Grist for the Mill

Gristmill - Creative Commons

Nearly 200 years ago, the French gastronome Jean Anthelme Brillant-Savarin suggested that “we are what we eat.” We spotted this truism in our cover art by Sag Harbor artist Lindsay Morris: the person who nurtures and harvests the head of cabbage becomes the cabbage.

But we’d like to offer a variation: we are where we eat. Depending on the foods we choose to grow, buy, and eat, we all help to determine the fate of nearby farms, fishers, food businesses, and food traditions. This sense of place is central not only to the mission of Edible East End, but to the growing network of Edible magazines around the country of which we are a proud member. (See ediblecommunities.com for more information.)

Consider the role that seafood lovers can play in the resurgence of the Peconic Bay scallop, once the pride of the region, and arguably our tastiest mollusk (p. 12). A group of ambitious shellfish gardeners is already reseeding the bays, but this rare shellfish will become more abundant partly because people demand local scallops, whether sautéed, stewed or fried, in restaurants and supermarkets and seafood shops.

In the case of wine, our tasting panel helped to chronicle the evolving Long Island wine region by sampling nearly three dozen Long Island merlots, the most commonly grown variety on the East End and the one wine that nearly all vineyards make. Picking up where the New York Times left off when it sampled Long Island reds, we hope to present a comprehensive view of the red variety that most wine-makers think the East End can do better than any other American wine region (p. 20).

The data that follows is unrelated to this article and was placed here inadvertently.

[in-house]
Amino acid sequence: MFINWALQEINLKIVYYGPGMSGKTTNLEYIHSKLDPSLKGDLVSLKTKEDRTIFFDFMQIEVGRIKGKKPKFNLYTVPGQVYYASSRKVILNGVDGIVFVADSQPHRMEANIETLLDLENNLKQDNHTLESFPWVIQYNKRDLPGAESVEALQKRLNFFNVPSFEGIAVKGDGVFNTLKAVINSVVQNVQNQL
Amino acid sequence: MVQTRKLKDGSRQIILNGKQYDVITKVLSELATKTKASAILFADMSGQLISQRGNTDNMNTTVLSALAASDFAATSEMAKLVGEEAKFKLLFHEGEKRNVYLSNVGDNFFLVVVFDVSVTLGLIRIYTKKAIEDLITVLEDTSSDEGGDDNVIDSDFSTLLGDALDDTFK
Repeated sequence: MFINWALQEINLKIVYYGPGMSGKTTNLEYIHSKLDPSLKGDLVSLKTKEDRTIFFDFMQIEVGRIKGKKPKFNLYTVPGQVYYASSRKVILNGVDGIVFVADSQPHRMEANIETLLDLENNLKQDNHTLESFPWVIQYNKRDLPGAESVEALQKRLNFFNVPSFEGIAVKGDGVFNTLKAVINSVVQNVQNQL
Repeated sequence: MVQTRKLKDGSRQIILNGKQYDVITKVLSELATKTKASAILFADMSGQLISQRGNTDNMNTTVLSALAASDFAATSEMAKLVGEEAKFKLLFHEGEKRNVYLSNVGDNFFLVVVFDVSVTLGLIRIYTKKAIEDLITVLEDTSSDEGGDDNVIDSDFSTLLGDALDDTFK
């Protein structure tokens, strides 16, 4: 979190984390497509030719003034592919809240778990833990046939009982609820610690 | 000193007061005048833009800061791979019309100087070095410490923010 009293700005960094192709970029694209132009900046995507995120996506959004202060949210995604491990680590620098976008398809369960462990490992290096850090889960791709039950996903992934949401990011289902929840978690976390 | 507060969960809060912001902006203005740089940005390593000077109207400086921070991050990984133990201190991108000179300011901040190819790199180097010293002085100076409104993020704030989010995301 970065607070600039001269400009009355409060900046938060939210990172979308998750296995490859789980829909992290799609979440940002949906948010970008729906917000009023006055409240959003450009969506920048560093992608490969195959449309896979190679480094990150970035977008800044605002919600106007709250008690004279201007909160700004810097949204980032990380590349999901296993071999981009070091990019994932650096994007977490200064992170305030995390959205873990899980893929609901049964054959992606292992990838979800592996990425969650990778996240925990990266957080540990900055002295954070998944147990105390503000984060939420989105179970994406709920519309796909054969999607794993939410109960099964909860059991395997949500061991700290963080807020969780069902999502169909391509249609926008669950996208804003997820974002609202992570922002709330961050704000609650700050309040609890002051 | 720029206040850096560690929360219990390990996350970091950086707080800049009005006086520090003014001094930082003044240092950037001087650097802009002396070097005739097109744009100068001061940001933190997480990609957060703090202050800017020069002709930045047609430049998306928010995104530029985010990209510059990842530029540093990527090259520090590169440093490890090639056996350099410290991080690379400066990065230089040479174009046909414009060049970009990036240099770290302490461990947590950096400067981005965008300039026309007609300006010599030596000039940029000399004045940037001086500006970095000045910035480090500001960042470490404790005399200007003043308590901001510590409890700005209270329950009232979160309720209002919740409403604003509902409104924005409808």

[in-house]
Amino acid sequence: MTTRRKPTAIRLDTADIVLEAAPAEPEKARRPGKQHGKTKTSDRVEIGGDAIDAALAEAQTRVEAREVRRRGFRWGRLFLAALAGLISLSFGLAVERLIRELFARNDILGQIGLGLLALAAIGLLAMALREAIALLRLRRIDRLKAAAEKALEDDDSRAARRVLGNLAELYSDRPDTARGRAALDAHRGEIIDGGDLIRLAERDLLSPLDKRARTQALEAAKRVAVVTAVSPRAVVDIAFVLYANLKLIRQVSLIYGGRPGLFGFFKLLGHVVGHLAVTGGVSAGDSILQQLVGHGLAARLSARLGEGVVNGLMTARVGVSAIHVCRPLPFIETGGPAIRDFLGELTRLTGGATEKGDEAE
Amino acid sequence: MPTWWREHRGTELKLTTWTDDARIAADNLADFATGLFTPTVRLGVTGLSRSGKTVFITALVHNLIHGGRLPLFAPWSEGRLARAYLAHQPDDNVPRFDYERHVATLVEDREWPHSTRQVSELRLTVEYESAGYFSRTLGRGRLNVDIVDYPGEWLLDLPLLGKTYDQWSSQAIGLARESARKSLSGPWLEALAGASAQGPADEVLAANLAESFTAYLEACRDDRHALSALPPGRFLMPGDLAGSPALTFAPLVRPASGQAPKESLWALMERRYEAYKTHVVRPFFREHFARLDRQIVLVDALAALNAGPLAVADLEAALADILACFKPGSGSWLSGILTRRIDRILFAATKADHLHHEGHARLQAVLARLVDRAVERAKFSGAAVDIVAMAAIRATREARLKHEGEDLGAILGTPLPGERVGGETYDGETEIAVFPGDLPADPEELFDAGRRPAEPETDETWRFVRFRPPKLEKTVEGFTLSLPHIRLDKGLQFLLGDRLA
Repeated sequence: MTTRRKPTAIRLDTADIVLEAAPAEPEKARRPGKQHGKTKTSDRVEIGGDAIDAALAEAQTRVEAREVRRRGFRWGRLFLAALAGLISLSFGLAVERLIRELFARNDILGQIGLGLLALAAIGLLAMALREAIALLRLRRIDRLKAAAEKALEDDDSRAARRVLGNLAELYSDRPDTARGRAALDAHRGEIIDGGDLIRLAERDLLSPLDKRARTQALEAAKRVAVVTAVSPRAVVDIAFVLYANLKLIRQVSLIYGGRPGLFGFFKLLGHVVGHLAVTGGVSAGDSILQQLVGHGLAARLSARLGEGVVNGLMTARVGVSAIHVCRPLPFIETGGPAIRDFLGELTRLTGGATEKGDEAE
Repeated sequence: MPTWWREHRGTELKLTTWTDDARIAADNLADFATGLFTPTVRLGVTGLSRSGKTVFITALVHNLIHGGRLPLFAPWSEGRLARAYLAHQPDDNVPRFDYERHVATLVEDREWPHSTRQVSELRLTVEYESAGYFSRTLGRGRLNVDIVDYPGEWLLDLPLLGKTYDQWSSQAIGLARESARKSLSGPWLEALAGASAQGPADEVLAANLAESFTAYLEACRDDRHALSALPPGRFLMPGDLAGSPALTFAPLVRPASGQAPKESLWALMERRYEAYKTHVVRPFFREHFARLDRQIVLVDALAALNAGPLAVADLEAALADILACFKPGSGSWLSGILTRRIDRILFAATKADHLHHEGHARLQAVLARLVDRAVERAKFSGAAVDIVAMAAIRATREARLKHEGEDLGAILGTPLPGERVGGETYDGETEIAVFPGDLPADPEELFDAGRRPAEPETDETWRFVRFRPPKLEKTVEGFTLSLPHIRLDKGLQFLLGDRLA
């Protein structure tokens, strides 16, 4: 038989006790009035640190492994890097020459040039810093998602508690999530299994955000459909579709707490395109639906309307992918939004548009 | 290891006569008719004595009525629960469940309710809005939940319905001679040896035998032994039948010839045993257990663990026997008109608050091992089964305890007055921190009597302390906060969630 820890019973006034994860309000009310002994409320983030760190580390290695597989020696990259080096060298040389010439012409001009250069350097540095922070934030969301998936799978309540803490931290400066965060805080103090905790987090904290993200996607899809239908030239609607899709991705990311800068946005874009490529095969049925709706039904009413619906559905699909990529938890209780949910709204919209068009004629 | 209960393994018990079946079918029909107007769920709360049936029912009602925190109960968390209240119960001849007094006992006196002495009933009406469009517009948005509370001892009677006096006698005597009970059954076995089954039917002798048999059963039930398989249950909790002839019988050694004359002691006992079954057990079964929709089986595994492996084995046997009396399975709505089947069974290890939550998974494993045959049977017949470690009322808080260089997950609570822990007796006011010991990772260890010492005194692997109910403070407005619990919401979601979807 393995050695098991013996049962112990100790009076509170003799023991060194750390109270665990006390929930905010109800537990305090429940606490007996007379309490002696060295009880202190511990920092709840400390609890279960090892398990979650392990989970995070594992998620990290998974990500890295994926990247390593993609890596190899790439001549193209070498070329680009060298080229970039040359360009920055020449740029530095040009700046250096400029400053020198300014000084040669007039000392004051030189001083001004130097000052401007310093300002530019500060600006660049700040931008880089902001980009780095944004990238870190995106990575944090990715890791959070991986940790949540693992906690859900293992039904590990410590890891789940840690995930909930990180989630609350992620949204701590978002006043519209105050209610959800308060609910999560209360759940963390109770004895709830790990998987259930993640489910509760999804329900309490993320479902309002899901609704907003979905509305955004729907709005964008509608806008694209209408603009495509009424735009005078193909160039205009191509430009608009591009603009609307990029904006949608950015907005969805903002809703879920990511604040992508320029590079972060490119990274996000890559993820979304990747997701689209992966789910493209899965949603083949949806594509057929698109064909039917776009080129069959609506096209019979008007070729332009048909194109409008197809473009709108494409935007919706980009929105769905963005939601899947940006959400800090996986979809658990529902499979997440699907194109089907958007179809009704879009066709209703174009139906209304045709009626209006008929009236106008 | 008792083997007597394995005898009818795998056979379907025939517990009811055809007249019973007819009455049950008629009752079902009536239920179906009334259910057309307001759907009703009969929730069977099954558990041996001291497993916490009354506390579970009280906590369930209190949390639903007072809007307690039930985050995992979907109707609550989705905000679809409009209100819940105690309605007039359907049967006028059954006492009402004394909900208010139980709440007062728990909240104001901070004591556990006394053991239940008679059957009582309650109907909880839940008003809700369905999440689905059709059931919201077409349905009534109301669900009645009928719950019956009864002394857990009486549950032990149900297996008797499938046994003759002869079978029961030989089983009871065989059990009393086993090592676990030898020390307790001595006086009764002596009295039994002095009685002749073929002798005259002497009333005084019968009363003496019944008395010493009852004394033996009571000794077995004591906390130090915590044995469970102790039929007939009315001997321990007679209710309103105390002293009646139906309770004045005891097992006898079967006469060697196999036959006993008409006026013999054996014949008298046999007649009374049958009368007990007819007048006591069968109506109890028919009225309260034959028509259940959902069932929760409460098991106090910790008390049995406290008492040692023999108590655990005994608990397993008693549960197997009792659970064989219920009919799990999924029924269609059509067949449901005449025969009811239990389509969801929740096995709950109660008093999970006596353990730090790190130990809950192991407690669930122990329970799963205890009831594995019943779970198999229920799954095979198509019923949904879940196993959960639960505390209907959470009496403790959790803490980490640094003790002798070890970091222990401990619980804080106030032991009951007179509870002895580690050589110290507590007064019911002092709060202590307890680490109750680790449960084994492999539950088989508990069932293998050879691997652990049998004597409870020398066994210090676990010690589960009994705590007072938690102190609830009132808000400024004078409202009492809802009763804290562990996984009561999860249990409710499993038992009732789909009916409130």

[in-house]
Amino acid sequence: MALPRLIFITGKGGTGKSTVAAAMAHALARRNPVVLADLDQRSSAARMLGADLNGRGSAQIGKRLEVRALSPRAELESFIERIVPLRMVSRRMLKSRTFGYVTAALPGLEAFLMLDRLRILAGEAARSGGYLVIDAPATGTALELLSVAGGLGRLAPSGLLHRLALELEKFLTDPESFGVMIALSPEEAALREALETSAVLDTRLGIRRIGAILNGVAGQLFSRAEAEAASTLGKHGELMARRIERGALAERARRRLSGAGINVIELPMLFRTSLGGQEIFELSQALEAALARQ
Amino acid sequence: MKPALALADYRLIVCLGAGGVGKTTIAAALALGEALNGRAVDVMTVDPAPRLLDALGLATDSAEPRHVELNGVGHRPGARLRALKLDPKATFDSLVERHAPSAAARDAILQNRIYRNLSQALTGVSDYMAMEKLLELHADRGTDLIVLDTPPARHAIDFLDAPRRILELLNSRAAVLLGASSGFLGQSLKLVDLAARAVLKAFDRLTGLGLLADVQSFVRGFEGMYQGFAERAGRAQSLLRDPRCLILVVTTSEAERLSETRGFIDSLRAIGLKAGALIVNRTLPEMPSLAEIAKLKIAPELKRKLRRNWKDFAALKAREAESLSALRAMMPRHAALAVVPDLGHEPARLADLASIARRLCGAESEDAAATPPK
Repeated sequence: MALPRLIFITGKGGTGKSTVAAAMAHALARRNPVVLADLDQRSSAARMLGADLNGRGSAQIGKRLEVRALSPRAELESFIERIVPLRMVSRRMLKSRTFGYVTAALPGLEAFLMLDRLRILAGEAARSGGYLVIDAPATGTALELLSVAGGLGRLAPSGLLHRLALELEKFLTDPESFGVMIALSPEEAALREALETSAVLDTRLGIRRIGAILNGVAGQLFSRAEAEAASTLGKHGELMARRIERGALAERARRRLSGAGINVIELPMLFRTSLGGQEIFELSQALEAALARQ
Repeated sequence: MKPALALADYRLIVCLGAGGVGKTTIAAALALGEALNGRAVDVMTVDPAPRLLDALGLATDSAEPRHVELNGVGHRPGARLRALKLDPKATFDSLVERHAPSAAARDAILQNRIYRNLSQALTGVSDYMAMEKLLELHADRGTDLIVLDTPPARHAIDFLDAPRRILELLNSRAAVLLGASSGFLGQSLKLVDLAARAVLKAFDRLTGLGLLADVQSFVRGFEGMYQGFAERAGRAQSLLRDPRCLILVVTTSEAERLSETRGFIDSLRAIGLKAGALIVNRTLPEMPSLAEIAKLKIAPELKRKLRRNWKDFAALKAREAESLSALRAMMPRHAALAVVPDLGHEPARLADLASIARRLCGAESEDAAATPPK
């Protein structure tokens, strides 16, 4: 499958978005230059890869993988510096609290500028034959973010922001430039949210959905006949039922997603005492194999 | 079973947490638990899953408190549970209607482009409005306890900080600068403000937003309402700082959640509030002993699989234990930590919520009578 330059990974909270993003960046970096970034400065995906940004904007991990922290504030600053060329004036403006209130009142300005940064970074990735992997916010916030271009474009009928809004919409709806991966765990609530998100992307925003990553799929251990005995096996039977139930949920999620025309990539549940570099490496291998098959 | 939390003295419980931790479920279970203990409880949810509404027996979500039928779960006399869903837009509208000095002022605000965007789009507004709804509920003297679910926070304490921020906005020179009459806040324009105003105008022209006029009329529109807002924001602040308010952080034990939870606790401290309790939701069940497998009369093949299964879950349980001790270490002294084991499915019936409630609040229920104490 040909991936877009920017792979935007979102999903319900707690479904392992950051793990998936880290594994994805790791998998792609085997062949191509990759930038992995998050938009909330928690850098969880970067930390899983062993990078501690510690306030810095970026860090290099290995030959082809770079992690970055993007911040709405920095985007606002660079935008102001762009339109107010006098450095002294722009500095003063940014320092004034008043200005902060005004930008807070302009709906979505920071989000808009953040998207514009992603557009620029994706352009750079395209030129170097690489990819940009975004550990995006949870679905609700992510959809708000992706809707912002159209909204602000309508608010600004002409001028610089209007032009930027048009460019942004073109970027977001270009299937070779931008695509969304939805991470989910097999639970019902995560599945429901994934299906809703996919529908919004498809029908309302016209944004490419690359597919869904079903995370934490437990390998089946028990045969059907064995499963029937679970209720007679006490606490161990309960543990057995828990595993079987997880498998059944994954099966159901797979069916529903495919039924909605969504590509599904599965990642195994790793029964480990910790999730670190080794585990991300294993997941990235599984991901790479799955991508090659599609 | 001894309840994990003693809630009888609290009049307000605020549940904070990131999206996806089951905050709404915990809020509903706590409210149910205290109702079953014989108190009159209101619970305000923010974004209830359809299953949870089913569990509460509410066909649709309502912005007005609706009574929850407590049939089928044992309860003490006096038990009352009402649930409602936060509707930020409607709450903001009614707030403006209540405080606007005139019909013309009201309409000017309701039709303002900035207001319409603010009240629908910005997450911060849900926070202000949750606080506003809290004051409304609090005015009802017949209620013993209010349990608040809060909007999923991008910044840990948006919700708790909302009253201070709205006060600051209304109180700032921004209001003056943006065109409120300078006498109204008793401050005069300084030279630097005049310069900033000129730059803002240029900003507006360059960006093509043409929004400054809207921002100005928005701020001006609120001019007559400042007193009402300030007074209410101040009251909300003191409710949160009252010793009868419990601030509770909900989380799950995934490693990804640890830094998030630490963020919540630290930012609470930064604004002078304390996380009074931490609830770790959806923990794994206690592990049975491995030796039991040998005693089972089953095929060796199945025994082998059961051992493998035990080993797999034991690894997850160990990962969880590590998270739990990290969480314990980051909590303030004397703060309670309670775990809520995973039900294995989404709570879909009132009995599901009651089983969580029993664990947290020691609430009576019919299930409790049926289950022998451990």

Even as the days begin to wane and the farmstands begin to shutter, this issue of Edible invites you to extend the harvest by seeking out fall and winter crops and trying your hand at food preservation (p. 27). A Taste of the North Fork in Cutchogue has built a business helping farmstands and wineries expand their own product offerings and their seasons by turning local wine into vinaigrettes and local apples into chutneys (p. 25). And, in Sag Harbor, organic homesteaders Dale Haubrich and Bette Lacina give a sense of what it takes to be largely self-sufficient (p. 36).

Finally, thanks are in order. We have been flattered by the response from fishers, farmers, readers, advertisers, and other supporters. But, we struggled to keep the summer issue of Edible on the stands, despite a substantial increase in our print run. So, we invite you to consider subscribing. It’s $28 each year, and we think this is a great way to stay connected to the edible East End. It also means you’ll never miss an issue.

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